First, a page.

The great and good (and maybe not so good) of the technology, media and telecoms world are gathered once again in Barcelona at the annual Morgan Stanley talk-fest, with John Wren and Maurice Levy (left) of the about-to-be-merged Omnicom/Publicis Groupe (they hope) defending their corner against predators led by WPP’s Sir Martin Sorrell.
Inter alia, Sorrell has been suggesting that the POG merger is really about Publicis escaping from France and the merged companies enjoying a more relaxed tax regime in Amsterdam, its designated official home. He says he’s not planning to buy Interpublic or Havas (which, no doubt, comes as a relief to fellow guests Michael Roth and David Jones) but is prepared to spend up to £600m buying other stuff – if he can find anything that’s worth it.
He has also changed the focus (how come we always end up writing about him?) from disaffected clients of POG (although he obviously hopes there’ll be some) to disaffected talent, some of which is knocking on WPP’s door already, he implied.
This may seem like ‘out of the frying pan into the fire’ to some but there are bound to be some disaffected toppish dogs at POG when, and possibly before, the post-merger ‘synergies’ are announced. This looks likely to be some time away as Levy admitted in Barcelona that the deal was unlikely to be concluded until the second quarter of next year, which is mildly worrying from his point of view.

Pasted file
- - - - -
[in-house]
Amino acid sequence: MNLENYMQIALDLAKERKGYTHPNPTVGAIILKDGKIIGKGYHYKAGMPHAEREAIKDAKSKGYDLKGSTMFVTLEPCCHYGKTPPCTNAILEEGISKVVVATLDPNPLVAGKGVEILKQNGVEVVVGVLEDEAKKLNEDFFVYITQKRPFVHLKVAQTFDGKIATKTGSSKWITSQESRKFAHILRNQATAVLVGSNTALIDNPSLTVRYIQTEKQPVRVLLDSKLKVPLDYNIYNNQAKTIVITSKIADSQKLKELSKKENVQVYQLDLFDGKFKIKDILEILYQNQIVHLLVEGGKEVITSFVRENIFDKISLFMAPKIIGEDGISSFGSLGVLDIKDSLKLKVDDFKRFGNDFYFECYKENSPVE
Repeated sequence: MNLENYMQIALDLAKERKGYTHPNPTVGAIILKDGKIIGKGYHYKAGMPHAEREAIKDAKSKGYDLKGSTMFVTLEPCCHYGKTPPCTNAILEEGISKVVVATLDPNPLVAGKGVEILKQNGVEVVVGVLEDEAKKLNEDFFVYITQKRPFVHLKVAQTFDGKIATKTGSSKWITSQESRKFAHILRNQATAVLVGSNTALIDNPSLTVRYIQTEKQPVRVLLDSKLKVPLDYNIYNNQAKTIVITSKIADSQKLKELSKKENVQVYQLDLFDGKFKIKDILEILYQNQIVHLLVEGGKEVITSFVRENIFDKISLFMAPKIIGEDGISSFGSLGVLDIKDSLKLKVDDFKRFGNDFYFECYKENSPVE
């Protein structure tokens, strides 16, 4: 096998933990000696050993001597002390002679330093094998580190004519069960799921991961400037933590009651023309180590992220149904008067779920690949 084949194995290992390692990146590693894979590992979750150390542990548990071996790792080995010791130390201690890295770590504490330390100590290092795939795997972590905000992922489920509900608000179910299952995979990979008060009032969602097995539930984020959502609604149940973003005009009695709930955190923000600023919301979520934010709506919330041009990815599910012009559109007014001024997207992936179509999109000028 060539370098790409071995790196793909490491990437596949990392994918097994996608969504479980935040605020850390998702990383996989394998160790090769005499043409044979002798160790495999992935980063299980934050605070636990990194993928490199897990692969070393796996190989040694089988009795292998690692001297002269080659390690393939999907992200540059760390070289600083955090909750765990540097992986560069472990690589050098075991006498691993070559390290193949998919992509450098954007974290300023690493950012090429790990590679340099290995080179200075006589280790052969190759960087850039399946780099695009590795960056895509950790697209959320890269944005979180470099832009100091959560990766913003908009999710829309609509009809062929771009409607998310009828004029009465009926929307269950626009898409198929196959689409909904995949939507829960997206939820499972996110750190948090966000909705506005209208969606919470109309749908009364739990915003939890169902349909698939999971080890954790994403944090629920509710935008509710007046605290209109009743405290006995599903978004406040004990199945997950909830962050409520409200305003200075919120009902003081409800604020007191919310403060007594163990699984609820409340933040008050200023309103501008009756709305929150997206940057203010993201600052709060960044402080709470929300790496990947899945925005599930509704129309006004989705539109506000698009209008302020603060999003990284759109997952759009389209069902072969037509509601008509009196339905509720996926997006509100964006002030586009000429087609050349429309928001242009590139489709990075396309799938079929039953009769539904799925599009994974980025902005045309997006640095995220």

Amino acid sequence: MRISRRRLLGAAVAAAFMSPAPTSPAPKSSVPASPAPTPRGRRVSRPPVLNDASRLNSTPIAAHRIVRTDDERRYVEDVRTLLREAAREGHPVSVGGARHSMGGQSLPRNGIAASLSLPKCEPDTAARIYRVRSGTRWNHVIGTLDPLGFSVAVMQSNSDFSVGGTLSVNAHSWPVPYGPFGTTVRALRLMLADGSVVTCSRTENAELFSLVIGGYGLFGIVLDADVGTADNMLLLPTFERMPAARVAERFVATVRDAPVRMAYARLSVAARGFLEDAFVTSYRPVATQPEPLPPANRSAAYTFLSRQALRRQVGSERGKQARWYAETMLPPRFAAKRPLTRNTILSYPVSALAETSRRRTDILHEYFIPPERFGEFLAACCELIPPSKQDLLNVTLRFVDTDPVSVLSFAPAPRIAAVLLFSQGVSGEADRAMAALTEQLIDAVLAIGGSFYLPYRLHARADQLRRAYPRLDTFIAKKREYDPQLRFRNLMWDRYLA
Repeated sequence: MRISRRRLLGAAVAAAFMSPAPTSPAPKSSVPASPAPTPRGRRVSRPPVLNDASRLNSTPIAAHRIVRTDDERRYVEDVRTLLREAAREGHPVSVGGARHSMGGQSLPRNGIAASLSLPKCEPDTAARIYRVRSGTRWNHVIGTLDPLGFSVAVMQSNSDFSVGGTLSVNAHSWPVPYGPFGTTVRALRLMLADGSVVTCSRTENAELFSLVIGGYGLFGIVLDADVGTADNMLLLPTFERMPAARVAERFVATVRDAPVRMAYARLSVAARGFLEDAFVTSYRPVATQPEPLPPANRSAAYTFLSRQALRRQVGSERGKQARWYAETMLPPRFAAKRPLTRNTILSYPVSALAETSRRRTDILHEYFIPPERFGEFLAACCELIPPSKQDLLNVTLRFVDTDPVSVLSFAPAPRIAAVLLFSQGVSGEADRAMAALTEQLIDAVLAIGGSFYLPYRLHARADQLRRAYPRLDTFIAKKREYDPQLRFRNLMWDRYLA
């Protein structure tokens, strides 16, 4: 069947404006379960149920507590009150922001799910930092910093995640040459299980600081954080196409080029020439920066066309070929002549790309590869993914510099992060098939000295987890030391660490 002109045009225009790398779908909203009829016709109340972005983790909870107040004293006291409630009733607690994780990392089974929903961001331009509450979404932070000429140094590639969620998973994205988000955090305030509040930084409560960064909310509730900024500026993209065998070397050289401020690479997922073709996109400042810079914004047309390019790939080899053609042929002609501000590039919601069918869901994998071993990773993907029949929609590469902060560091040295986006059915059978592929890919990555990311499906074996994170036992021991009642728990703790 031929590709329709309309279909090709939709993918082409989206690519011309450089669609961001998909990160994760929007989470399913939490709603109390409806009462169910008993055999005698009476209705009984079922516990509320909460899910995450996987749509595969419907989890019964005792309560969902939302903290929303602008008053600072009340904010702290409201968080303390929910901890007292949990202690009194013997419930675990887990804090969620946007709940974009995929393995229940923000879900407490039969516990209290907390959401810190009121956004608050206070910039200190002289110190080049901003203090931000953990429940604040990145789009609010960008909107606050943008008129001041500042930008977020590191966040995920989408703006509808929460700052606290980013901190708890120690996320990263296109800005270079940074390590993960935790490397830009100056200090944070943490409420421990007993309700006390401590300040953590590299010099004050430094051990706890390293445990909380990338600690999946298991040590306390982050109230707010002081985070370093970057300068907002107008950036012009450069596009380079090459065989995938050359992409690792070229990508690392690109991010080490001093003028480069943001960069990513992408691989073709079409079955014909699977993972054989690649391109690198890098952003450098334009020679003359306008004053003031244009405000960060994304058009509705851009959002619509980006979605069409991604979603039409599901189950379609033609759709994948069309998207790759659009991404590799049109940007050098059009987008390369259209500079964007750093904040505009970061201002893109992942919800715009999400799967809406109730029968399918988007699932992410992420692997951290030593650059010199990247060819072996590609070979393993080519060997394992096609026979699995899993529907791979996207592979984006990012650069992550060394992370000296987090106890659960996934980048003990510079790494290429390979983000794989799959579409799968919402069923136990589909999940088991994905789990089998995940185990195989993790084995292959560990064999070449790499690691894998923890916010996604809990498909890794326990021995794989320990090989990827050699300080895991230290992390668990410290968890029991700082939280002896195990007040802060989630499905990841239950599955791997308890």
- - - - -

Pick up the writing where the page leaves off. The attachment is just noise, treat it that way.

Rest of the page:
So which POG bigwigs does Sorrell have his eye on? BBDO’s Andrew Robertson always comes into the frame in these discussions. He’s had a fantastic run as CEO of BBDO since abandoning the UK for the US but BBDO has taken a few hits in the past year; most notably from WPP’s Ogilvy which has pinched its crown as most awarded big agency network after an astonishing performance at Cannes where it won over a hundred Lions of various kinds.
And, with Wren set to take over as sole boss of POG when Levy eventually retires, Robertson’s path to the top job (which was always likely to go to an American anyway) looks well and truly blocked.
Might WPP be on his radar? Sorrell, 68, can’t go on for ever although he would no doubt point to his old pal Rupert Murdoch, currently in a fine old bate about Tony Blair’s sleepovers in California we read, as an example of someone who can run a massive company in his ninth decade. But the next boss of WPP is more likely to be a media number-cruncher, maybe even a Chinese one.
What we’re bound to see is a wave of current POG executives deciding, belatedly, to do their own thing as their prospects diminish and, in some cases, their jobs disappear. Much better to start your own agency and sell it on for a few million down the line than take your chances with another holding company. It can be done: look at Mcgarrybowen.